Seriously, eating one was just a dentist visit waiting to happen.
3. Hubba Bubba Soda
This is definitely a snack-appropriate beverage. But you shouldn’t be surprised to hear that it didn’t survive through the ’90s.
Created in 1987, Hubba Bubba Soda was exactly that.
It was soda that tasted like bubblegum. Business Insider also reports that the soda was pink in color, which makes sense.
I never got a chance to try this one out…
but I’m betting that it tasted very similar to a toothache.
4. Dr. Pepper Gum
Okay, these were cool. For a hot minute, or in stolen moments between classes, you could quench your thirst without a soda machine or needing to store a drink in a fridge.
This Dr. Pepper invention could give you a sugar boost, too.
The most awesome part of this gum was the spicy cola coming out of the gum’s liquid center.
5. Funny Feet
Okay, this ice cream takes the prize for odd shapes. These treats were called Funny Feet, and they came shaped like… misshapen feet.
Sure, these would look pretty amazing on Instagram today.
(Especially since the foot is a pretty light pink color). But it’s still maybe the strangest of 1980s snacks.
You’ll probably remember them if you used to hang around the ice cream truck after school.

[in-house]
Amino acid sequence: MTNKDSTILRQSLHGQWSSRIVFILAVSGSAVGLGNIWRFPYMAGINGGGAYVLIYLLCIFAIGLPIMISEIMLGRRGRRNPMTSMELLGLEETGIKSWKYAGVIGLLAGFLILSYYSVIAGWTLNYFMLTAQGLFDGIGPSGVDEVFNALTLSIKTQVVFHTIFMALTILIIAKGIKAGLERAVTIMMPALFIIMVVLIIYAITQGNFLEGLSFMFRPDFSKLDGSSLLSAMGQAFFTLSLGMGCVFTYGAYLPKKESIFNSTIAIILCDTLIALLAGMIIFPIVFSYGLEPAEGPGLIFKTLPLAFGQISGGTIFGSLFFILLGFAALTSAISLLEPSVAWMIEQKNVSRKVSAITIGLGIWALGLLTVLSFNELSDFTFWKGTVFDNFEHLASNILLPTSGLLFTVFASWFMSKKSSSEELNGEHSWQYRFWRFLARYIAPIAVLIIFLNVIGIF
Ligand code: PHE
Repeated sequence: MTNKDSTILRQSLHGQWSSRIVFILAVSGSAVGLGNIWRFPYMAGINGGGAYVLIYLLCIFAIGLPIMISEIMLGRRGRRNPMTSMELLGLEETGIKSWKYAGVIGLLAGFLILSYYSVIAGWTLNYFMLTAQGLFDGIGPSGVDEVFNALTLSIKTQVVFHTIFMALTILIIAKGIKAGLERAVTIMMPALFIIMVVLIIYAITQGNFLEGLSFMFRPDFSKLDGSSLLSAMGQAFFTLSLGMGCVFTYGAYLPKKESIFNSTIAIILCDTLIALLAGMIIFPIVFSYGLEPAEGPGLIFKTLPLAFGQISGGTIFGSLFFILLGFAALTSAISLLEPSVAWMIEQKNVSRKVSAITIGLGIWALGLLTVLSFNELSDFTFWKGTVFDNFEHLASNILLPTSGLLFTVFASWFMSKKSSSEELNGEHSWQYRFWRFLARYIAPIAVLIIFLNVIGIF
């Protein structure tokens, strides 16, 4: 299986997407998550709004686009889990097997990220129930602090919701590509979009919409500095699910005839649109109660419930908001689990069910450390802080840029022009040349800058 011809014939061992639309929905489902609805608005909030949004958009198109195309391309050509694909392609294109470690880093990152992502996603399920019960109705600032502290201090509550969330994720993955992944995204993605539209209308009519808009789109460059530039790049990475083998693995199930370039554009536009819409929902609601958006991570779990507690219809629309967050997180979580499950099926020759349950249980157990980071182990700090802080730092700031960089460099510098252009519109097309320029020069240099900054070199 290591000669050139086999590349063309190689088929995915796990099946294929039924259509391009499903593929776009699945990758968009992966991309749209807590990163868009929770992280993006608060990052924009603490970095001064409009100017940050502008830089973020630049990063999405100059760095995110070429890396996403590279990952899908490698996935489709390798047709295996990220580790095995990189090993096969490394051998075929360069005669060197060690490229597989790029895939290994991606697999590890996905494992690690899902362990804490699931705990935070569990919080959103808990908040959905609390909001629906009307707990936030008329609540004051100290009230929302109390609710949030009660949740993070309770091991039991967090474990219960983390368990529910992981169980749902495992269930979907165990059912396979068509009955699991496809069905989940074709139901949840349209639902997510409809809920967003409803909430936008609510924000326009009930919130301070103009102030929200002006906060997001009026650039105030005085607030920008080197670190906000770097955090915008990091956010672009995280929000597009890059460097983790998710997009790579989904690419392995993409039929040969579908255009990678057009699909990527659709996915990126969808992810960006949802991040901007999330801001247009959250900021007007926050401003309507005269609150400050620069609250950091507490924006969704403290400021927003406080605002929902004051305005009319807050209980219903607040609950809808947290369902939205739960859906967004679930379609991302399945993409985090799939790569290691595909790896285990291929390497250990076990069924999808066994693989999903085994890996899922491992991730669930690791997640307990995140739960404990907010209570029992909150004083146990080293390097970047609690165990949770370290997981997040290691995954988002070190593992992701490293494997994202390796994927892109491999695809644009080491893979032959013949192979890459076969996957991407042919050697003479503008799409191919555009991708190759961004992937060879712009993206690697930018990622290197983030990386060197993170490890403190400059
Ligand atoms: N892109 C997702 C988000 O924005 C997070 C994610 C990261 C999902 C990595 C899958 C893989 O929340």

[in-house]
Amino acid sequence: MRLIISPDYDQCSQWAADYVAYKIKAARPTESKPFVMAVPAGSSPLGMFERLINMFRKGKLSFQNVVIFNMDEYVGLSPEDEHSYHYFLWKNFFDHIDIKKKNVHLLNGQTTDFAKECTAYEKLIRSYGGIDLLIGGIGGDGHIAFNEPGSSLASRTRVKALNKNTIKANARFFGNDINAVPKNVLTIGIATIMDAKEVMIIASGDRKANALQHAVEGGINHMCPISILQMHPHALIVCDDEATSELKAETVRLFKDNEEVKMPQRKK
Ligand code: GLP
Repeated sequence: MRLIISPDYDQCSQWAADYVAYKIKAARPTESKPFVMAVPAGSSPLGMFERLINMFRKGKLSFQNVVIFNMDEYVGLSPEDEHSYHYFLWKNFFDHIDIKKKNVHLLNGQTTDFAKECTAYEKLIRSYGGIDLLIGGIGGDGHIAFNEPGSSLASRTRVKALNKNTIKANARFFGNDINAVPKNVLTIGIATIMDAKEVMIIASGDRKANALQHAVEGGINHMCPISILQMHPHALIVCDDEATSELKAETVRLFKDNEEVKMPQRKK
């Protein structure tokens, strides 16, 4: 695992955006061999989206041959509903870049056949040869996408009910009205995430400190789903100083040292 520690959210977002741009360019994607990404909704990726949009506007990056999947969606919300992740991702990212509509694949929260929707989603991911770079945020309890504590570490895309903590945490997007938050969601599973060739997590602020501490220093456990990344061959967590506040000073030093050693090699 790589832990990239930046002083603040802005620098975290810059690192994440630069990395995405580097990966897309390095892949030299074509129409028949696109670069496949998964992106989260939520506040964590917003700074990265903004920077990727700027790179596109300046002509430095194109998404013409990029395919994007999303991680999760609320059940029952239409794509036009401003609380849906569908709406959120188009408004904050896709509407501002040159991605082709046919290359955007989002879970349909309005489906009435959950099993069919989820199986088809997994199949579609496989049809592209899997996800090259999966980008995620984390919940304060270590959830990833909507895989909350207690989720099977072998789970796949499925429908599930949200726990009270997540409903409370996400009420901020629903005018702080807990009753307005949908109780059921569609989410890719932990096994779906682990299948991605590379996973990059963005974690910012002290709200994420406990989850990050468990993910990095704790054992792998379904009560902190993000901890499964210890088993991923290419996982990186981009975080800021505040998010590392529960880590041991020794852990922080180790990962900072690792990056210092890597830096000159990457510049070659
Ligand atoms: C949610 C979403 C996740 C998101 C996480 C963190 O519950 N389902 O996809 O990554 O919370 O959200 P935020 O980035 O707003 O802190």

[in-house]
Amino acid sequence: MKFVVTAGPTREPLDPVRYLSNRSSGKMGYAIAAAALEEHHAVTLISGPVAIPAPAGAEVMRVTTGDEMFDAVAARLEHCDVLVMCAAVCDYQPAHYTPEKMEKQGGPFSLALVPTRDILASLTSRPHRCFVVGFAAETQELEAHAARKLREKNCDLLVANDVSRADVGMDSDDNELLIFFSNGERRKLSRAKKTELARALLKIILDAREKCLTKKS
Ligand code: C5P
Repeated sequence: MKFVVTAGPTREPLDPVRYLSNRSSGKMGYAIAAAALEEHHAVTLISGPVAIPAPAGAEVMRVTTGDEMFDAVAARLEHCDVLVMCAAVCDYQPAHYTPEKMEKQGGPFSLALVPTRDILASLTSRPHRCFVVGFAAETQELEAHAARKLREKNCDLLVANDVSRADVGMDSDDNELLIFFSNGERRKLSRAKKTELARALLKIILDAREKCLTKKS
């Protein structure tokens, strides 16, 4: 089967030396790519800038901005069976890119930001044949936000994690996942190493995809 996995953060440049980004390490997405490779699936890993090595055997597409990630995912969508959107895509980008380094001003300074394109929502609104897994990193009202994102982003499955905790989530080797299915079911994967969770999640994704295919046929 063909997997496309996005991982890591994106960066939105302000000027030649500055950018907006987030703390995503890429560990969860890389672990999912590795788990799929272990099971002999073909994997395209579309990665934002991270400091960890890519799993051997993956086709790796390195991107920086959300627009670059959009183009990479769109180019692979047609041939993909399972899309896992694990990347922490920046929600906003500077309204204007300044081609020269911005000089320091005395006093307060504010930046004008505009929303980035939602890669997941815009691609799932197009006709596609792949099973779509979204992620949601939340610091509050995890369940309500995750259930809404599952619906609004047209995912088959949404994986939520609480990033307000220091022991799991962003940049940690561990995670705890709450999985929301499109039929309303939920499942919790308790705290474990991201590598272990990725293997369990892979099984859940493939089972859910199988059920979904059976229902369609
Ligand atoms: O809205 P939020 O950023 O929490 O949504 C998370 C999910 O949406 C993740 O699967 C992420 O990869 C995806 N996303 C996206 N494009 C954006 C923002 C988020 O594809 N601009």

And interestingly enough, this ’80s treat was re-released in 2013, according to FoodBev Media.
And, on the topic of fake bacon… It’s not that Sizzlean was fake.
It’s just that most of the world’s population doesn’t want to snack on healthy bacon.
They want regular bacon, grease and all. This product doesn’t even look appetizing in the commercial.
But if you’re a kid who really wanted to fry up bacon throughout the day, your parents might feel better purchasing Sizzlean.
It popped during the late ’70s and early ’80s, according to Culinary Lore.
7. Fat Frog
One look at this Good Humor product might send you into a nostalgia spiral. But, think about it. Sure, it’s just ice cream, but it’s shaped like a frog.
Frogs are one of the least appetizing things out there.